What Does The Justice Dept. Decision To End Private Prisons Mean For The Future?
FARAI CHIDEYA, HOST:
The Justice Department says it's going to start phasing out private prisons. The decision announced on Thursday affects little more than a dozen prisons in the federal system, but the vast majority of people held in private prisons nationwide aren't affected since they're being held at local levels. Several investigations have found that private prisons both at the federal and state level tend to be less safe and less effective than government-run prisons. Writer David Dayen has been looking at the history of private prisons and how they came to be. Welcome, David.
DAVID DAYEN: Thanks for having me on the show.
CHIDEYA: So when did the government start moving towards the idea of contracting out the housing of prisoners?
DAYEN: Really in the 1980s. It sort of corresponds to the increase in the prison population. And this created a lot of demand for both the construction of private prisons, or construction of prisons in general, and the management of them and the oversight. And so private prisons represented an opportunity to get that construction done and to offer a ready-made service to do this management, which they said would be more efficient and cost-effective for both state and local and federal governments.
CHIDEYA: So let's fast-forward to today. And this decision only affects 13 private prisons in the country that are under the federal umbrella. And you've got state prisons, local incarceration facilities - so overall, the federal population in private prisons is a drop in the bucket when you look at this issue across the country. Is that correct?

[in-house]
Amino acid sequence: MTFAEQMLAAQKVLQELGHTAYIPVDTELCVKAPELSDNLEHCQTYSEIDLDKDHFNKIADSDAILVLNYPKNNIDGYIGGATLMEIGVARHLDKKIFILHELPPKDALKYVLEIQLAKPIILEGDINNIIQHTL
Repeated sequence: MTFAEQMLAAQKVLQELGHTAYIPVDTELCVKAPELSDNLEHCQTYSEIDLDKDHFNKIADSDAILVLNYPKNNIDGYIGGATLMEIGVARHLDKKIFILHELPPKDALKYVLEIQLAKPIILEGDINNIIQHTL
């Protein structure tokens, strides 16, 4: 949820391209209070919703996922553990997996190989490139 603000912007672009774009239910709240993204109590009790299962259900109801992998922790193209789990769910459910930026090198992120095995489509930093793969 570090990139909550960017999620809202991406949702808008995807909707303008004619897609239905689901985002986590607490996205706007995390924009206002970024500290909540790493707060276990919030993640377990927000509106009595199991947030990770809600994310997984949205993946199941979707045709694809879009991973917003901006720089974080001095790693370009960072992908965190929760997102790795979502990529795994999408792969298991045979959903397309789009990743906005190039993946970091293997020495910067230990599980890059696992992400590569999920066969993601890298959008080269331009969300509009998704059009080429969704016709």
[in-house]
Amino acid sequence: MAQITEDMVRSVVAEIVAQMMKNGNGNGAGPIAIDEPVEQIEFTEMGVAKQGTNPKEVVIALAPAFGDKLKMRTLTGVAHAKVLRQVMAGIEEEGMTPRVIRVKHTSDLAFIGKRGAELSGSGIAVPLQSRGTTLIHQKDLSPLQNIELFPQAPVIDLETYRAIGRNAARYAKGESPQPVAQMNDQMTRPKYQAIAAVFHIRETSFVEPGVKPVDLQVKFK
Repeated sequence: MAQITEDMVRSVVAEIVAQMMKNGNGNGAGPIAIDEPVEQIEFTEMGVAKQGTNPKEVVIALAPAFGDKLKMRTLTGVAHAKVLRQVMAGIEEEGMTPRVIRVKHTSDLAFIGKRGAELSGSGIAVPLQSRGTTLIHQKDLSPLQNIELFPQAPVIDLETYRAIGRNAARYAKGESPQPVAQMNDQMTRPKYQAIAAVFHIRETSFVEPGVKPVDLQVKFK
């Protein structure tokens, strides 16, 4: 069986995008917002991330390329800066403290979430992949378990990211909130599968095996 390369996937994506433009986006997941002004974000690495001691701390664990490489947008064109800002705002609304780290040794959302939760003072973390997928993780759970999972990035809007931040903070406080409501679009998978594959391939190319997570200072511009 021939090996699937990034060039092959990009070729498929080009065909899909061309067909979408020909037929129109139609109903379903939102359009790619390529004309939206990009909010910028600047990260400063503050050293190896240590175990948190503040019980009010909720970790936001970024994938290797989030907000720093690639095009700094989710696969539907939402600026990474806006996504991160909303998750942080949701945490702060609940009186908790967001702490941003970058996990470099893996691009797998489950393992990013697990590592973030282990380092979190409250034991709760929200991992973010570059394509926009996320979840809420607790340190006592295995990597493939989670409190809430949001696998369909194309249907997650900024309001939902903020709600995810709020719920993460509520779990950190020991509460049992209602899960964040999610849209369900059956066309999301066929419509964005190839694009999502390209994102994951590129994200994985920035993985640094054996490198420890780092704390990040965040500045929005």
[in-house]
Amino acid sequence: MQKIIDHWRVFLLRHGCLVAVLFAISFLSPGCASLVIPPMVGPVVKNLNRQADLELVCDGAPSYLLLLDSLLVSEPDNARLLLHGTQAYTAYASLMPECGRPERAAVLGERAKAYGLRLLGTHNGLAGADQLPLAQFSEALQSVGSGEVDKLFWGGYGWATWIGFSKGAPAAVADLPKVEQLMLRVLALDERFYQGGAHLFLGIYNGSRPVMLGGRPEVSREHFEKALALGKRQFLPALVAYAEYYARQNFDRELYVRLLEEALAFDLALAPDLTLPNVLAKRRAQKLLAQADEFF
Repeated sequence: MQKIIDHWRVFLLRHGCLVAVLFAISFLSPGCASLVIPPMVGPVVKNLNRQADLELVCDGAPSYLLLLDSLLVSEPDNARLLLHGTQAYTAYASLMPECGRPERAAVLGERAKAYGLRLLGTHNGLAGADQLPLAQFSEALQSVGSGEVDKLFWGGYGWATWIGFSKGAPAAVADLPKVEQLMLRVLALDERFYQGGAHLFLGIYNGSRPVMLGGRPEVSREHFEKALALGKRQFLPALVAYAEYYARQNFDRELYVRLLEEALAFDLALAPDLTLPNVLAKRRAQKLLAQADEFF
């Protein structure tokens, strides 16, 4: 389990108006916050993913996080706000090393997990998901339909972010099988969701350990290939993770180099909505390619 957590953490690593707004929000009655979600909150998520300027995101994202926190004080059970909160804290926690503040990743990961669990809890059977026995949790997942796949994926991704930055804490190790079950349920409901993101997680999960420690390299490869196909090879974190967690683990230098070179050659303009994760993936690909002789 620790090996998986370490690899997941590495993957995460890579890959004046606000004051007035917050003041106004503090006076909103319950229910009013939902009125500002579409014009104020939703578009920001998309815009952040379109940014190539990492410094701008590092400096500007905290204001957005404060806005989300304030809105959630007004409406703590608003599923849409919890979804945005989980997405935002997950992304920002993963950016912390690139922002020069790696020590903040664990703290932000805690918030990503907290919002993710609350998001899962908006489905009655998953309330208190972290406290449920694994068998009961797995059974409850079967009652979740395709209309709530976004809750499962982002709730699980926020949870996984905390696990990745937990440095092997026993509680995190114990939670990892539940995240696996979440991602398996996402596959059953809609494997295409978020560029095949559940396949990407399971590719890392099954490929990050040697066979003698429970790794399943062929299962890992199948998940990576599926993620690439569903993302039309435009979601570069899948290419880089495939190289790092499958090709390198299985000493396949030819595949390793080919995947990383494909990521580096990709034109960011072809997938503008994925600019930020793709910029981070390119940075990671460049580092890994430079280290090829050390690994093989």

DAYEN: That's correct. And, you know, even prisons themselves is a smallish part of a much larger business for the two main private prison companies in America, which is the Corrections Corporation of America and the GEO Group. They have been diversifying, recognizing that there's been some negative publicity towards them and also bipartisan support for criminal justice reform, which will reduce the prison population.
So they have been getting into parole. They've been getting into halfway houses. They've been getting into transportation. And actually, their largest source of revenue really comes from immigrant detention, which is not done under the auspices of the Department of Justice but is done through the Department of Homeland Security. So even though federal contracts are being cut here or at least not renewed, all federal contracts are not being taken away from these private prison operators because DHS manages a large segment of them.
CHIDEYA: Nonetheless, these companies took a little bit of a hit in their stock prices. Is that correct?
DAYEN: They took a major hit. And it's unclear whether investors just were unaware that this wasn't a large part of their business or whether they saw it as a sign of things to come because obviously, when you have a high-profile situation like this and the Department of Justice says that, you know, these are unsafe and unstable operations, that can't help but have an effect.
And indeed, certain groups, organizations, whether it's immigrant rights organizations or progressive groups, are going to petition the Department of Homeland Security to follow up - follow the lead of the Department of Justice. And I expect we'll see some similar initiatives at the state level, too. So certainly CCA and GEO Group are kind of under siege right now.
CHIDEYA: David Dayen's profile is part of a series called The Hidden History of Privatization of Everything. It's featured in the online news magazine Talking Points Memo. David, thanks so much.
DAYEN: Thank you.
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